Genomics, Proteomics, Bioinformatics

A Conserved Ribosomal Protein Has Entirely Dissimilar Structures In Different Organisms

By Keith Cowing
Status Report
January 11, 2024
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A Conserved Ribosomal Protein Has Entirely Dissimilar Structures In Different Organisms
A hypothetical evolutionary scenario of the origin and fold switch of ribosom protein msL1/msL2. The Sewall Wright’s adaptive fitness landscape shows a possible order o events in which degeneration of rRNA in microsporidian species was compensated by the orig and subsequent evolution of a new ribosomal protein. In this hypothetical order of event microsporidian species have undergone a progressive reduction of their ribosomal RNA, whic was likely caused by the accumulation of deleterious mutations in microsporidian genomes du to frequent genetic drifts. Then a new protein msL1 could originate through the spontaneous d novo birth of a gene that was retained in microsporidia due to its ability to counterbalance th rRNA reduction. As rRNA continued to evolve and reduce in size, protein msL1 then underwe a fold switch to yield protein msL2, which three-dimensional structure allowed msL2 to regain i high affinity to its further reduced binding site (rRNA helix H52). –

Ribosomes from different species can markedly differ in their composition by including dozens of ribosomal proteins that are unique to specific lineages but absent in others. However, it remains unknown how ribosomes acquire and specialize new proteins throughout evolution.

Here, to help answer this question, we describe the evolution of the ribosomal protein msL1/msL2 that was recently found in ribosomes from the parasitic microorganism clade, microsporidia. We first show that this protein has a conserved location in the ribosome but entirely dissimilar structures in different organisms: in each of the analyzed species, msL1/msL2 exhibits an altered secondary structure, an inverted orientation of the N- and C-termini on the ribosomal binding surface, and a completely transformed three-dimensional fold. We then show that this evolutionary fold switching is likely caused by changes in the msL1/msL2-binding site in the ribosome; specifically, by variations in microsporidian rRNA.

These observations allow us to infer an evolutionary scenario in which a small, positively-charged, de novo-born unfolded protein was first captured by rRNA to become part of the ribosome and subsequently underwent complete fold switching to optimize its binding to its evolving ribosomal binding site. Overall, our work provides a striking example that will help us better understand the origin and evolution of new protein components of complex molecular assemblies – thereby enhancing our ability to engineer biological molecules, identify protein homologs, and peer into the history of life on Earth.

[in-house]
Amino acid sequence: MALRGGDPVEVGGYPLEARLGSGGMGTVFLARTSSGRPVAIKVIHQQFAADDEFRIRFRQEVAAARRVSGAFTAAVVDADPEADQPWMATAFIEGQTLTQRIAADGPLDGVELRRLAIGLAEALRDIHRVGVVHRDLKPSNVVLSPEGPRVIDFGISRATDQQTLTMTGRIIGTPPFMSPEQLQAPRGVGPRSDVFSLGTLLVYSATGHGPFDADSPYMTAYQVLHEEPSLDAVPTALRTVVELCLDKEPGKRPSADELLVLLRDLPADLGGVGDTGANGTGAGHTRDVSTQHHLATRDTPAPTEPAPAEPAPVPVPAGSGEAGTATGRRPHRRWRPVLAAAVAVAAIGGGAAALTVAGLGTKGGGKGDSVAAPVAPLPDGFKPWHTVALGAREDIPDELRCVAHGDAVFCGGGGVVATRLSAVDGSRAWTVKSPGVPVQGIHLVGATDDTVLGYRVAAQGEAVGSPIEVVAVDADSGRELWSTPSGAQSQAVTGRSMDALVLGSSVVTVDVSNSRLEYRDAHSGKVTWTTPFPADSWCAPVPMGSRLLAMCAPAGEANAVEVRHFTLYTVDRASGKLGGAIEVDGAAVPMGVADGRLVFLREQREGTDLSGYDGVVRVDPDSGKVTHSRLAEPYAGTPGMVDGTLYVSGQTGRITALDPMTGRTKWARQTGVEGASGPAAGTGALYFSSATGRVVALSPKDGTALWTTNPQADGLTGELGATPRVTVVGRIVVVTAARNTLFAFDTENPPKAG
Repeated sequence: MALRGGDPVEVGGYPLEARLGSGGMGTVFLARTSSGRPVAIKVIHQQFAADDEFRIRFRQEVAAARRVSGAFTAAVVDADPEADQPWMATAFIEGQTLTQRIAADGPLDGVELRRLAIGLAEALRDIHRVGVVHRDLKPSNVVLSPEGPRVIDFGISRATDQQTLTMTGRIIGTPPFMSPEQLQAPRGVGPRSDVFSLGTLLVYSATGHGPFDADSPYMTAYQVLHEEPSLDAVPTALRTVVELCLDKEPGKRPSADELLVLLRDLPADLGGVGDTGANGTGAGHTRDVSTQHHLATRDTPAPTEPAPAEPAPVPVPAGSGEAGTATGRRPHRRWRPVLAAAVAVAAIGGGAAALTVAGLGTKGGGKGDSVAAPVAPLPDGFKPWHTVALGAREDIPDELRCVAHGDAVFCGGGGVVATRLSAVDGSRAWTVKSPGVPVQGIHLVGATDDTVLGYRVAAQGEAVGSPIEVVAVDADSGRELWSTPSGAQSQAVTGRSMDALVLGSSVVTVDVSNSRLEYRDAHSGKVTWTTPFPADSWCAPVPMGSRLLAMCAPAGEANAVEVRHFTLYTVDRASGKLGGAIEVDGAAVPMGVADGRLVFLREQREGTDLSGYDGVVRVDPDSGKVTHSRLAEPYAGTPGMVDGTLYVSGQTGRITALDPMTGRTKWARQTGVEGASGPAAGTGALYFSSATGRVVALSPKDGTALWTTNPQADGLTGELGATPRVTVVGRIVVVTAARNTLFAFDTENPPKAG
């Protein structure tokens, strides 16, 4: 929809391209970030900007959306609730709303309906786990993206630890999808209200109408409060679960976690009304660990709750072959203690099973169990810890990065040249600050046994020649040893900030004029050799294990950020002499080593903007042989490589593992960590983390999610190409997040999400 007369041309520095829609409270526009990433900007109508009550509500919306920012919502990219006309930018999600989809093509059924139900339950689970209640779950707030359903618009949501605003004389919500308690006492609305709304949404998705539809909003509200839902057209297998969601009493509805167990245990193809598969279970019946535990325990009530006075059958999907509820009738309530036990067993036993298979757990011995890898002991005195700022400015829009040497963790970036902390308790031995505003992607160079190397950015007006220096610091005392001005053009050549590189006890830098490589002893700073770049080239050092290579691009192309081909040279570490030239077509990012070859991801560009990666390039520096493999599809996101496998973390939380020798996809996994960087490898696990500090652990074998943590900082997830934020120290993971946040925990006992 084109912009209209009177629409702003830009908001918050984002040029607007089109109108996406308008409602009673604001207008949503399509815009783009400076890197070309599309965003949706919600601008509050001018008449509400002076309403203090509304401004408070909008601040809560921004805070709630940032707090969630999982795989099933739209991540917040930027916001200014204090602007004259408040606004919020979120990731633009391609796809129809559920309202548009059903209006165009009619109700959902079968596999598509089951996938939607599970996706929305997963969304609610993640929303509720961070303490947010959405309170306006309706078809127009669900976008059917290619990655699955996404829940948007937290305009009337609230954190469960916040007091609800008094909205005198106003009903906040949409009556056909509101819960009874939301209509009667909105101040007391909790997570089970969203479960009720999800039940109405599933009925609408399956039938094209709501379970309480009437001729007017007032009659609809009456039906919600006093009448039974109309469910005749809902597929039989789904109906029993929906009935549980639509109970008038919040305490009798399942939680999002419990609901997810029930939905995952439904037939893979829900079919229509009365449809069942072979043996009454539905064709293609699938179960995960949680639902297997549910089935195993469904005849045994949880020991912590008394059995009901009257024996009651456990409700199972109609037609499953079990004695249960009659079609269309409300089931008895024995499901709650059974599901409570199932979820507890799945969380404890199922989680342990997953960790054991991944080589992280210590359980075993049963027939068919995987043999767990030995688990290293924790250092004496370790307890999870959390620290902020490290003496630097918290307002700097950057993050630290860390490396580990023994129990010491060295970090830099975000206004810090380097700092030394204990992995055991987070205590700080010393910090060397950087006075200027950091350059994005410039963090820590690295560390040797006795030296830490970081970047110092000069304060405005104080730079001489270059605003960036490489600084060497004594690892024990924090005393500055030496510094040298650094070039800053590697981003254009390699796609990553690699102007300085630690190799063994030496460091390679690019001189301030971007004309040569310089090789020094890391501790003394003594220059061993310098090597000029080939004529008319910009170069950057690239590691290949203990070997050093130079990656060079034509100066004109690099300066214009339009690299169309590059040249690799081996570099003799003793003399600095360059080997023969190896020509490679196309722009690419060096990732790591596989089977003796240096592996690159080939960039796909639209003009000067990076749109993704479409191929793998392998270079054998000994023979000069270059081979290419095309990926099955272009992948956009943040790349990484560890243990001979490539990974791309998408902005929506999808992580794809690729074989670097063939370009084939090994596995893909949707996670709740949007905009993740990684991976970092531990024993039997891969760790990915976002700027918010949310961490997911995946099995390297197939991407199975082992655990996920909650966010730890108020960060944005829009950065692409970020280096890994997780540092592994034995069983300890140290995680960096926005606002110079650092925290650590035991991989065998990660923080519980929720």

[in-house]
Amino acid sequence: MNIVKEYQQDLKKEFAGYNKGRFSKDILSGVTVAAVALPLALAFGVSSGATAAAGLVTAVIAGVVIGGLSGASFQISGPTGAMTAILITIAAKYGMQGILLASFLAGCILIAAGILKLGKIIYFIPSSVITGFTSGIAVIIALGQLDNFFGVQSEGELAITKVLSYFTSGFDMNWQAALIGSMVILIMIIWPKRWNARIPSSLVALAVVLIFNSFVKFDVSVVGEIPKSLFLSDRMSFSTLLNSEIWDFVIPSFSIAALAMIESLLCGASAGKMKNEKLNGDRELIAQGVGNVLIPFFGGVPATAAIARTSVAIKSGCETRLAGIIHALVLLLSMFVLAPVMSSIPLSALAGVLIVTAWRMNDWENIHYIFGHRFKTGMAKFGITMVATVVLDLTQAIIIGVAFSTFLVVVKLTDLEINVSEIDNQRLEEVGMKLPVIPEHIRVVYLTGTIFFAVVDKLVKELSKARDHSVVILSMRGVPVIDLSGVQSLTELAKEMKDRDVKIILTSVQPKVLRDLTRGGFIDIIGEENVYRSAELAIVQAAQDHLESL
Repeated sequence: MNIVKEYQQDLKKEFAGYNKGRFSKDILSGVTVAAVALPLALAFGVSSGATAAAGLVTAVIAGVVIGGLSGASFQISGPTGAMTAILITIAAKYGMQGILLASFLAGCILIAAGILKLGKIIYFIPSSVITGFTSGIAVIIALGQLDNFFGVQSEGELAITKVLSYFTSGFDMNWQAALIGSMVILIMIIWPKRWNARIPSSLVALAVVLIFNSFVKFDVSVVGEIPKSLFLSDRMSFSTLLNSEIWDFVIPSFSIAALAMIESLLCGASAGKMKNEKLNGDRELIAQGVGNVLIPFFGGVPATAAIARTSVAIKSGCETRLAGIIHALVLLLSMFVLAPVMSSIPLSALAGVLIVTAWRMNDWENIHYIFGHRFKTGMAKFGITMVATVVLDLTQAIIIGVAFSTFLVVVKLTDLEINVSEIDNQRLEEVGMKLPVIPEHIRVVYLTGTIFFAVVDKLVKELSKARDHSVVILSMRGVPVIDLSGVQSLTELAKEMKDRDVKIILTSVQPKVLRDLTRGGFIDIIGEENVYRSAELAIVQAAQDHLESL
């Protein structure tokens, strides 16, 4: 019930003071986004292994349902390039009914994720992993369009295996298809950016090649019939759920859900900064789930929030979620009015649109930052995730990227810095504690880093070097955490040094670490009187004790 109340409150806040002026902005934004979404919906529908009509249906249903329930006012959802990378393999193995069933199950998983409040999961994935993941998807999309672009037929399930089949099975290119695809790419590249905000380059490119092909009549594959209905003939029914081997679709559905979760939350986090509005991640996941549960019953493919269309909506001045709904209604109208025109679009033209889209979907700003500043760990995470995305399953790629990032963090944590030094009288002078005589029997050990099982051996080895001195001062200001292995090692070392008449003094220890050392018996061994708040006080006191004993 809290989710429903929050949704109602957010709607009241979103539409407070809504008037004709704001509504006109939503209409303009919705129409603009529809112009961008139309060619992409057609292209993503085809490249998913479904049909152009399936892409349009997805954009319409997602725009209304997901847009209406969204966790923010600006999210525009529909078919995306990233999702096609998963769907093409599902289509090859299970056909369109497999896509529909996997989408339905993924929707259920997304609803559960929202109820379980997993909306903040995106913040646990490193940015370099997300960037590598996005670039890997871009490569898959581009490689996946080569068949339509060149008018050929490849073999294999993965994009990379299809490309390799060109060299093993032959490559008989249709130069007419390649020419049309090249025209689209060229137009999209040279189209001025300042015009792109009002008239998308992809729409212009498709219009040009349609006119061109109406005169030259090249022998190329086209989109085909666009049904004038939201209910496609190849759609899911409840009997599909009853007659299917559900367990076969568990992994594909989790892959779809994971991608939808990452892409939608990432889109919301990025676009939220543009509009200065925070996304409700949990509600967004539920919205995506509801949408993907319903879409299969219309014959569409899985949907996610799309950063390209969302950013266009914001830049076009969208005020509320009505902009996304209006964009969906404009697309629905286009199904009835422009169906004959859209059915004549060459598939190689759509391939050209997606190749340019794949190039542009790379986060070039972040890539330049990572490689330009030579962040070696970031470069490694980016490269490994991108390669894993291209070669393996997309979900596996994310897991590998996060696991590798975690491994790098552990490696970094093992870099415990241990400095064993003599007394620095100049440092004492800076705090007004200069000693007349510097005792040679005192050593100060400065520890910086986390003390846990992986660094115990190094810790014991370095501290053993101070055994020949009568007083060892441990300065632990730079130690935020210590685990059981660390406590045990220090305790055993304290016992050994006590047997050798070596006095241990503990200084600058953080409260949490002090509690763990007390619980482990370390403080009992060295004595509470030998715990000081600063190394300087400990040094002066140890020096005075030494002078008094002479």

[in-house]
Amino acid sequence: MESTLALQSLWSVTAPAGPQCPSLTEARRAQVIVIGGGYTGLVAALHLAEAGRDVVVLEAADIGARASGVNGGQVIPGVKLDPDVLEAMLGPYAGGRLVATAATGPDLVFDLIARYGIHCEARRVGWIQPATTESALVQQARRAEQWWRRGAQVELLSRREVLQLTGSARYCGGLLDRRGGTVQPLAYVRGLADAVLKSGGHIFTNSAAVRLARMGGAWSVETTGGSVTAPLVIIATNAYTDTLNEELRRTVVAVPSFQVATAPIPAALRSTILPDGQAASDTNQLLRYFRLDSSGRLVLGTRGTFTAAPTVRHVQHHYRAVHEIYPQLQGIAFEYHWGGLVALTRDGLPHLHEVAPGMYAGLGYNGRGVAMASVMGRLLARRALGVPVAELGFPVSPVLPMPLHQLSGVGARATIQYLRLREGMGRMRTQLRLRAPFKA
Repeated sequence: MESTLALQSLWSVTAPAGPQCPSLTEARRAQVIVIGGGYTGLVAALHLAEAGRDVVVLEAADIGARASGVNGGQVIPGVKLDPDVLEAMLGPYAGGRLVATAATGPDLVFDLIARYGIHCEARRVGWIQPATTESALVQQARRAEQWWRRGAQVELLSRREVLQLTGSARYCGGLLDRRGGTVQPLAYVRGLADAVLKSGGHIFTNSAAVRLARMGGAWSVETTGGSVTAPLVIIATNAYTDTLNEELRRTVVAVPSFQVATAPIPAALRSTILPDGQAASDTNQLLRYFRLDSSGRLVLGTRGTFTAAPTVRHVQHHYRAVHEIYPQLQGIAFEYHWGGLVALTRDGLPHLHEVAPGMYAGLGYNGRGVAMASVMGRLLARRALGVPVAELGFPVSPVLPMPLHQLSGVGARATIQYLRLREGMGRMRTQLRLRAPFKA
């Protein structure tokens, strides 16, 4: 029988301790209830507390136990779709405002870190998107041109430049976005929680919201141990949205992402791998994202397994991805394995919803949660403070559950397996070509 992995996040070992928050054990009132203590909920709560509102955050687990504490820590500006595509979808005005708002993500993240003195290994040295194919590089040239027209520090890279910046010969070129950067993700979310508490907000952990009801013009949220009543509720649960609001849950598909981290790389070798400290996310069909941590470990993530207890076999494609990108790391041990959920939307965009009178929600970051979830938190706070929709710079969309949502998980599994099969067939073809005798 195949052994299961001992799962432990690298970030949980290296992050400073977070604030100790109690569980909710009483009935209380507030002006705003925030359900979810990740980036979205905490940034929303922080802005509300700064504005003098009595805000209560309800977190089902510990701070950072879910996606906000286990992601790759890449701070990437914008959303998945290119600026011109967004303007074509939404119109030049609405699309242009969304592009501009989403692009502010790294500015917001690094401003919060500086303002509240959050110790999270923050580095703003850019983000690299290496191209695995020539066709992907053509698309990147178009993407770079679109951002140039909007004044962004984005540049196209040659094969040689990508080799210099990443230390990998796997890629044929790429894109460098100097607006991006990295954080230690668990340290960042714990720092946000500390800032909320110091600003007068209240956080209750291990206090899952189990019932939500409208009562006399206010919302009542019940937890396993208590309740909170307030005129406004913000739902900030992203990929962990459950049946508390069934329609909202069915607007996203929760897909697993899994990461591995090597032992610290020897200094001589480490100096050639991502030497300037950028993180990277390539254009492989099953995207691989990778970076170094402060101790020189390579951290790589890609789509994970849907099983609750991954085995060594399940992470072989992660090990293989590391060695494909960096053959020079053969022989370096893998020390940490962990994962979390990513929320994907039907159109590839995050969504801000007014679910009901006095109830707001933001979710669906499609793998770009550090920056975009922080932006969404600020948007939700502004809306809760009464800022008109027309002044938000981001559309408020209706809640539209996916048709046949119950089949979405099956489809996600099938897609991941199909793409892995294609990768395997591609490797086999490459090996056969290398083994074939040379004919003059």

The msL1/msL2 fold change is likely caused by rRNA truncations. a) The structures compare ribosomal binding pockets of msL1-Vn and msL2-Ec and their corresponding ribosome segments in S. cerevisiae and P. locustae. b) A ribosomal protein-based phylogenetic tree is shown with detectable msL1/msL2 homologs indicated. For species with available 5.8S-25S rRNA sequences, the length and predicted secondary structure of the helix H52 are shown next to their corresponding species. Species with missing or incomplete sequences for 5.8S-25S rRNA are highlighted by asterisks, and species with experimentally defined ribosome structures are highlighted in cyan. c) The structures of msL1-Vn and msL2-Ec docked into the ribosomal environment of S. cerevisiae, P. locustae, V. necatrix and E. cuniculi ribosomes to illustrate potential steric clashes or loss of ribosome-binding surface in one species relative to each other. —

Léon Schierholz, Charlotte R. Brown, Karla Helena-Bueno, Vladimir N. Uversky, Robert H. Hirt, Jonas Barandun, Sergey V. Melnikov

Now published in Molecular Biology and Evolution doi: 10.1093/molbev/msad254

A conserved ribosomal protein has entirely dissimilar structures in different organisms

Astrobiology, genomics, evolution

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